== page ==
Clinical outcomes of natalizumab-associated progressive multifocal leukoencephalopathy.
Summary of "Clinical outcomes of natalizumab-associated progressive multifocal leukoencephalopathy."
Natalizumab, a therapy for multiple sclerosis (MS), has been associated with progressive multifocal leukoencephalopathy (PML), a rare opportunistic infection of the CNS associated with the JC virus. We assessed clinical outcomes and identified variables associated with survival in 35 patients with natalizumab-associated PML.
Biogen Idec, Inc., 14 Cambridge Center, Cambridge, MA 02142 email@example.com.
This article was published in the following journal.
- PubMed Source: http://www.ncbi.nlm.nih.gov/pubmed/21576685
- DOI: http://dx.doi.org/10.1212/WNL.0b013e31821a446b
We report two cases of multiple sclerosis (MS) patients with natalizumab-associated progressive multifocal leukoencephalopathy. Severe MS relapses occurred between four and five months after natalizum...
Little is known about seizures in natalizumab-associated progressive multifocal leukoencephalopathy (NAT-PML).
Natalizumab treatment has been shown to be very efficacious in clinical trials and very effective in clinical practice in patients with relapsing-remitting multiple sclerosis, by reducing relapses, sl...
Background: Progressive multifocal leukoencephalopathy (PML), caused by JC virus (JCV), can occur in patients receiving natalizumab for multiple sclerosis (MS). JCV detection by quantitative polymeras...
This is a continuation of our previous studies on Progressive Multifocal Leukoencephalopathy (PML). We will focus on the role of inflammation in PML, and define prognostic markers of disea...
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This is an open-label study of patients with relapsing forms of Multiple Sclerosis designed to assess the biochemical, immunological and pharmacokinetic profiles of a large, actively infu...
To compare the safety and efficacy of antiretroviral therapy (zidovudine plus either didanosine or dideoxycytidine) versus antiretroviral therapy plus intravenous cytarabine (Ara-C) versus...
Medical and Biotech [MESH] Definitions
Diseases of viral origin, characterized by incubation periods of months to years, insidious onset of clinical manifestations, and protracted clinical course. Though the disease process is protracted, viral multiplication may not be unusually slow. Conventional viruses produce slow virus diseases such as SUBACUTE SCLEROSING PANENCEPHALITIS, progressive multifocal leukoencephalopathy (LEUKOENCEPHALOPATHY, PROGRESSIVE MULTIFOCAL), and AIDS. Diseases produced by unconventional agents were originally considered part of this group. They are now called PRION DISEASES.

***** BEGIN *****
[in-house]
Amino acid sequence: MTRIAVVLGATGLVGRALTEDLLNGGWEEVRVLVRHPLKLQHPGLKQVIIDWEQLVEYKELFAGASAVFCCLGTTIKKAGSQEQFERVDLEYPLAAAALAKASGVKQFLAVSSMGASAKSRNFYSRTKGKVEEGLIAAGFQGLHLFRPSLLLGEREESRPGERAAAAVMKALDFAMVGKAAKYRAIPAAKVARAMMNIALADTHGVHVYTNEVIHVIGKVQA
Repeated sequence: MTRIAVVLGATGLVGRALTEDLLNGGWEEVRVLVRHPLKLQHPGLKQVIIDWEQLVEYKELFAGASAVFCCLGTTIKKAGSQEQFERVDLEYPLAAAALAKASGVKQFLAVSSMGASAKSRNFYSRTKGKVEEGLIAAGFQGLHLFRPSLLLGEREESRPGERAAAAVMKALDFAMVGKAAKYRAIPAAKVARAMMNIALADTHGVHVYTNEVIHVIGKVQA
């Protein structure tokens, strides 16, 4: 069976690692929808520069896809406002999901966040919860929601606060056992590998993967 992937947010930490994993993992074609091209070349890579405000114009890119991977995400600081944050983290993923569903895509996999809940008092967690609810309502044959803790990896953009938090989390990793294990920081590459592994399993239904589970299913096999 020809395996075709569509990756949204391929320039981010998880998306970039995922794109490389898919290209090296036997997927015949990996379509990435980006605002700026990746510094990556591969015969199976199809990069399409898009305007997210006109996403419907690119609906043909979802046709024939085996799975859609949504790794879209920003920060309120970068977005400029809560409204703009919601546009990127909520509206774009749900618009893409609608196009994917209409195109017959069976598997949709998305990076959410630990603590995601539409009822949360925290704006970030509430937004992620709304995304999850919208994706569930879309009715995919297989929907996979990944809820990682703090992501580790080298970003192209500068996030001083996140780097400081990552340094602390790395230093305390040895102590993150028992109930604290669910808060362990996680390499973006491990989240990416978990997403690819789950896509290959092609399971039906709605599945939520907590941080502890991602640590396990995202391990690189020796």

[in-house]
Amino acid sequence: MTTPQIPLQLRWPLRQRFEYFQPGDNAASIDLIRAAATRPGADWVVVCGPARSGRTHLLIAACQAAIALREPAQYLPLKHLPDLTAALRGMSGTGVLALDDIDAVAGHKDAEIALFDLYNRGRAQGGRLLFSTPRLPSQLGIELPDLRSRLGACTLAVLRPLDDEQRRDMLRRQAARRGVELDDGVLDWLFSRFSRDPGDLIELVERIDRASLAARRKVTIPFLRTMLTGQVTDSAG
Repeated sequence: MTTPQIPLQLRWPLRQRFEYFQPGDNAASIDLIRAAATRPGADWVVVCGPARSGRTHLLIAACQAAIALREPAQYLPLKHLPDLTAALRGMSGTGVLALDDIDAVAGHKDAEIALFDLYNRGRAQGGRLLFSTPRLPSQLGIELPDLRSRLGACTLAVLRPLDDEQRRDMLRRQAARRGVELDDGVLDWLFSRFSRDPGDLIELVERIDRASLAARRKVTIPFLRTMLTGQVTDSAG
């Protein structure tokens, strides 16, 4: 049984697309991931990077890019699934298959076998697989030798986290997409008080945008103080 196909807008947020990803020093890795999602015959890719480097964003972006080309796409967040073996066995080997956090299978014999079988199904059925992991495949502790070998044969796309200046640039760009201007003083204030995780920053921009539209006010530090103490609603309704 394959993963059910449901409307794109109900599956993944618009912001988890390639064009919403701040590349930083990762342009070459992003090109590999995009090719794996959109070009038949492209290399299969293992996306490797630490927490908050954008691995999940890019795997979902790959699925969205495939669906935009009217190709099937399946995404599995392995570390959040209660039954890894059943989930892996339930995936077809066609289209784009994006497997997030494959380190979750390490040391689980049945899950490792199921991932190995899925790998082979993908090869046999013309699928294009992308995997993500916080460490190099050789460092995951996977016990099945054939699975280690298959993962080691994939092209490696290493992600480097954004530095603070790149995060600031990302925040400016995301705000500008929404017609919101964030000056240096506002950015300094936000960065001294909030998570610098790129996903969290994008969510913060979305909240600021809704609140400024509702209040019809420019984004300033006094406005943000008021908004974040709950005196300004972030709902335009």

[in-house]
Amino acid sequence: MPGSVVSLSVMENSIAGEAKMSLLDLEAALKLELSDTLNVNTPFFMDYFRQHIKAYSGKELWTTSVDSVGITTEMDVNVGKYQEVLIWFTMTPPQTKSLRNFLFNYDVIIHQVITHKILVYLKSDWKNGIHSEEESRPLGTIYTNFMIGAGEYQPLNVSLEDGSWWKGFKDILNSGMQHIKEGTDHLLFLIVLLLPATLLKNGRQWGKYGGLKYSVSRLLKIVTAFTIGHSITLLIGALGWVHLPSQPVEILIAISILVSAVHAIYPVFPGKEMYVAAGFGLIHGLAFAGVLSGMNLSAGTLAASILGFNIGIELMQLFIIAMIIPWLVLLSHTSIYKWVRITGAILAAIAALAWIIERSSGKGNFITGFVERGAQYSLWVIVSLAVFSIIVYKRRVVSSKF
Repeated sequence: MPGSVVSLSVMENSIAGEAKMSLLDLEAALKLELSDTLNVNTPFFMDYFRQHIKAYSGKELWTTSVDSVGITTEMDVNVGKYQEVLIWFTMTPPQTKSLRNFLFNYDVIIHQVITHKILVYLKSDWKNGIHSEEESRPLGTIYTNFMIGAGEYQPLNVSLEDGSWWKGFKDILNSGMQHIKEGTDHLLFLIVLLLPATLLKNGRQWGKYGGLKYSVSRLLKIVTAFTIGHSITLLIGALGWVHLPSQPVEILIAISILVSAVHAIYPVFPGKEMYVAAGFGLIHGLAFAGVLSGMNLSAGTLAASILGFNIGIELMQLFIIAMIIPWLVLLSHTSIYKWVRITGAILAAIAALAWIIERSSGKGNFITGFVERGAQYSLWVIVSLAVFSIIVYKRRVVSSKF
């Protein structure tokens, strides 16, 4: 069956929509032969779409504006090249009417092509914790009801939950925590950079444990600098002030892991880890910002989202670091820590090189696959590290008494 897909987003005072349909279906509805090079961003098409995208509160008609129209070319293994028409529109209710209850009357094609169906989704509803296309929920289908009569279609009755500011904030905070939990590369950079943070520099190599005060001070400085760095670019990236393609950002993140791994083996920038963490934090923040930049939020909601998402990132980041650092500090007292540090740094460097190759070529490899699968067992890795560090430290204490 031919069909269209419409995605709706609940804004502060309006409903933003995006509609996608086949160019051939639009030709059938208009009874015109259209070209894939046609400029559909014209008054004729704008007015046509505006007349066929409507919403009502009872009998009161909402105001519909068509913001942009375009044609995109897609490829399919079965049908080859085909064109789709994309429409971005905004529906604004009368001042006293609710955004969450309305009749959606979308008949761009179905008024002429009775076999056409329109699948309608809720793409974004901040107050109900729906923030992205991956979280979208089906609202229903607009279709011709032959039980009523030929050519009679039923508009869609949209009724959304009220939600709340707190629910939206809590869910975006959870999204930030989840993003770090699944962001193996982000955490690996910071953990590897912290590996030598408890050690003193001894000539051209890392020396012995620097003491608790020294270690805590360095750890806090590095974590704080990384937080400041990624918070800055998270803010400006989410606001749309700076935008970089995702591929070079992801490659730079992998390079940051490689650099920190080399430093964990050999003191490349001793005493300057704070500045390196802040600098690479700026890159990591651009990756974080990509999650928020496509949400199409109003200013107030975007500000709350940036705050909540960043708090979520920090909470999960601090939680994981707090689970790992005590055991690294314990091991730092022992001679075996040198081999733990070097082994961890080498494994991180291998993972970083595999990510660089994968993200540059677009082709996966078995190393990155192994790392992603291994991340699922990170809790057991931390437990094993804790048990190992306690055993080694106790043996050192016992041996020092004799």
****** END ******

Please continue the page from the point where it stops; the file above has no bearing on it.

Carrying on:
Infections with POLYOMAVIRUS, which are often cultured from the urine of kidney transplant patients. Excretion of BK VIRUS is associated with ureteral strictures and CYSTITIS, and that of JC VIRUS with progressive multifocal leukoencephalopathy (LEUKOENCEPHALOPATHY, PROGRESSIVE MULTIFOCAL).
An opportunistic viral infection of the central nervous system associated with conditions that impair cell-mediated immunity (e.g., ACQUIRED IMMUNODEFICIENCY SYNDROME and other IMMUNOLOGIC DEFICIENCY SYNDROMES; HEMATOLOGIC NEOPLASMS; IMMUNOSUPPRESSION; and COLLAGEN DISEASES). The causative organism is JC Polyomavirus (JC VIRUS) which primarily affects oligodendrocytes, resulting in multiple areas of demyelination. Clinical manifestations include DEMENTIA; ATAXIA; visual disturbances; and other focal neurologic deficits, generally progressing to a vegetative state within 6 months. (From Joynt, Clinical Neurology, 1996, Ch26, pp36-7)
A species of POLYOMAVIRUS, originally isolated from the brain of a patient with progressive multifocal leukoencephalopathy. The patient's initials J.C. gave the virus its name. Infection is not accompanied by any apparent illness but serious demyelinating disease can appear later, probably following reactivation of latent virus.
A form of multiple sclerosis characterized by a progressive deterioration in neurologic function which is in contrast to the more typical relapsing remitting form. If the clinical course is free of distinct remissions, it is referred to as primary progressive multiple sclerosis. When the progressive decline is punctuated by acute exacerbations, it is referred to as progressive relapsing multiple sclerosis. The term secondary progressive multiple sclerosis is used when relapsing remitting multiple sclerosis evolves into the chronic progressive form. (From Ann Neurol 1994;36 Suppl:S73-S79; Adams et al., Principles of Neurology, 6th ed, pp903-914)